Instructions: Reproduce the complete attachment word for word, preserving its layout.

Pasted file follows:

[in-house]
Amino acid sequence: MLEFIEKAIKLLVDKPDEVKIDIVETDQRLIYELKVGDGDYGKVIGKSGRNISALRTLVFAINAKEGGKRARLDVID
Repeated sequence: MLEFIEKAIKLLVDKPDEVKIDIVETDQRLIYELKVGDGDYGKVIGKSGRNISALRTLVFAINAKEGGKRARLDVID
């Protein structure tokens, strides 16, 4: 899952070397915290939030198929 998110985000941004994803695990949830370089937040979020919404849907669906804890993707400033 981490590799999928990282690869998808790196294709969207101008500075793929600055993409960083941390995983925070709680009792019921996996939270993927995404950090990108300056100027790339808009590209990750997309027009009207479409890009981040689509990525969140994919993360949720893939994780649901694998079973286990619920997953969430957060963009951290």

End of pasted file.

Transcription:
[in-house]
Amino acid sequence: MLEFIEKAIKLLVDKPDEVKIDIVETDQRLIYELKVGDGDYGKVIGKSGRNISALRTLVFAINAKEGGKRARLDVID
Repeated sequence: MLEFIEKAIKLLVDKPDEVKIDIVETDQRLIYELKVGDGDYGKVIGKSGRNISALRTLVFAINAKEGGKRARLDVID
């Protein structure tokens, strides 16, 4: 899952070397915290939030198929 998110985000941004994803695990949830370089937040979020919404849907669906804890993707400033 981490590799999928990282690869998808790196294709969207101008500075793929600055993409960083941390995983925070709680009792019921996996939270993927995404950090990108300056100027790339808009590209990750997309027009009207479409890009981040689509990525969140994919993360949720893939994780649901694998079973286990619920997953969430957060963009951290």